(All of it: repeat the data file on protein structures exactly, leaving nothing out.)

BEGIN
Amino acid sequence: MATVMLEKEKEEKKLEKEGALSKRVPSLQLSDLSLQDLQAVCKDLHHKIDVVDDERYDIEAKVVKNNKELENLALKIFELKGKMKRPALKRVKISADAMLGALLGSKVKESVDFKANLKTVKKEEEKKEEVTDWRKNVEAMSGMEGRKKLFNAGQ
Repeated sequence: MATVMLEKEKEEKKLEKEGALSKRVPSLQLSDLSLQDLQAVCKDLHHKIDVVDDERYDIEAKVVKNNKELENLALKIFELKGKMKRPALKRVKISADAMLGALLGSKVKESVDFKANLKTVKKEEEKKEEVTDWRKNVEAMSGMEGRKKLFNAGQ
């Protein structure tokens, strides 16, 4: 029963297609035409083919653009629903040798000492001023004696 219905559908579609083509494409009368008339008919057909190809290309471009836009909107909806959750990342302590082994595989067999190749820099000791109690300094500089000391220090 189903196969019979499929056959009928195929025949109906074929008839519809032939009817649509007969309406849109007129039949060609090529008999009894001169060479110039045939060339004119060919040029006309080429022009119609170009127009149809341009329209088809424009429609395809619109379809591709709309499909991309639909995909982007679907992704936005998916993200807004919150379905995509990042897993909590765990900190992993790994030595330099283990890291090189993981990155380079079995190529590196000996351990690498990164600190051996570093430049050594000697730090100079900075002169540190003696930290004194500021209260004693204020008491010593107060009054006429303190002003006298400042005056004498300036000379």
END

Amino acid sequence: MATVMLEKEKEEKKLEKEGALSKRVPSLQLSDLSLQDLQAVCKDLHHKIDVVDDERYDIEAKVVKNNKELENLALKIFELKGKMKRPALKRVKISADAMLGALLGSKVKESVDFKANLKTVKKEEEKKEEVTDWRKNVEAMSGMEGRKKLFNAGQ
Repeated sequence: MATVMLEKEKEEKKLEKEGALSKRVPSLQLSDLSLQDLQAVCKDLHHKIDVVDDERYDIEAKVVKNNKELENLALKIFELKGKMKRPALKRVKISADAMLGALLGSKVKESVDFKANLKTVKKEEEKKEEVTDWRKNVEAMSGMEGRKKLFNAGQ
């Protein structure tokens, strides 16, 4: 029963297609035409083919653009629903040798000492001023004696 219905559908579609083509494409009368008339008919057909190809290309471009836009909107909806959750990342302590082994595989067999190749820099000791109690300094500089000391220090 189903196969019979499929056959009928195929025949109906074929008839519809032939009817649509007969309406849109007129039949060609090529008999009894001169060479110039045939060339004119060919040029006309080429022009119609170009127009149809341009329209088809424009429609395809619109379809591709709309499909991309639909995909982007679907992704936005998916993200807004919150379905995509990042897993909590765990900190992993790994030595330099283990890291090189993981990155380079079995190529590196000996351990690498990164600190051996570093430049050594000697730090100079900075002169540190003696930290004194500021209260004693204020008491010593107060009054006429303190002003006298400042005056004498300036000379």